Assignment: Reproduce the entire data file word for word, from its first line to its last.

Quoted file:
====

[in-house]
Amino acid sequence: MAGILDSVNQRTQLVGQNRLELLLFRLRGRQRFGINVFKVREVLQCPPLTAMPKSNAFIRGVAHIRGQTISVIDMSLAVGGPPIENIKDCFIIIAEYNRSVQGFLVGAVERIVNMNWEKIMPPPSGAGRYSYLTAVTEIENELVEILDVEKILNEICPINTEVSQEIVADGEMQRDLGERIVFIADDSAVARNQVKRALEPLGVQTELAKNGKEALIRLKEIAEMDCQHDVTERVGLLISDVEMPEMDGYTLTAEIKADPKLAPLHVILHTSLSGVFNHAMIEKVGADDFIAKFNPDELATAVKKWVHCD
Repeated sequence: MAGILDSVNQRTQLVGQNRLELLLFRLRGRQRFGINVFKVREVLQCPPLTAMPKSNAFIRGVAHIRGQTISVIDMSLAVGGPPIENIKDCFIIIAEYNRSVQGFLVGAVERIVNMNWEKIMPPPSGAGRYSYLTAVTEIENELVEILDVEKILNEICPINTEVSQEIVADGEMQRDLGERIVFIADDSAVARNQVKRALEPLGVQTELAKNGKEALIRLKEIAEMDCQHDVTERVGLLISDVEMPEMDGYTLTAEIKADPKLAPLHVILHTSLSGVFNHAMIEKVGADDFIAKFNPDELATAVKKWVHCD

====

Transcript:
[in-house]
Amino acid sequence: MAGILDSVNQRTQLVGQNRLELLLFRLRGRQRFGINVFKVREVLQCPPLTAMPKSNAFIRGVAHIRGQTISVIDMSLAVGGPPIENIKDCFIIIAEYNRSVQGFLVGAVERIVNMNWEKIMPPPSGAGRYSYLTAVTEIENELVEILDVEKILNEICPINTEVSQEIVADGEMQRDLGERIVFIADDSAVARNQVKRALEPLGVQTELAKNGKEALIRLKEIAEMDCQHDVTERVGLLISDVEMPEMDGYTLTAEIKADPKLAPLHVILHTSLSGVFNHAMIEKVGADDFIAKFNPDELATAVKKWVHCD
Repeated sequence: MAGILDSVNQRTQLVGQNRLELLLFRLRGRQRFGINVFKVREVLQCPPLTAMPKSNAFIRGVAHIRGQTISVIDMSLAVGGPPIENIKDCFIIIAEYNRSVQGFLVGAVERIVNMNWEKIMPPPSGAGRYSYLTAVTEIENELVEILDVEKILNEICPINTEVSQEIVADGEMQRDLGERIVFIADDSAVARNQVKRALEPLGVQTELAKNGKEALIRLKEIAEMDCQHDVTERVGLLISDVEMPEMDGYTLTAEIKADPKLAPLHVILHTSLSGVFNHAMIEKVGADDFIAKFNPDELATAVKKWVHCD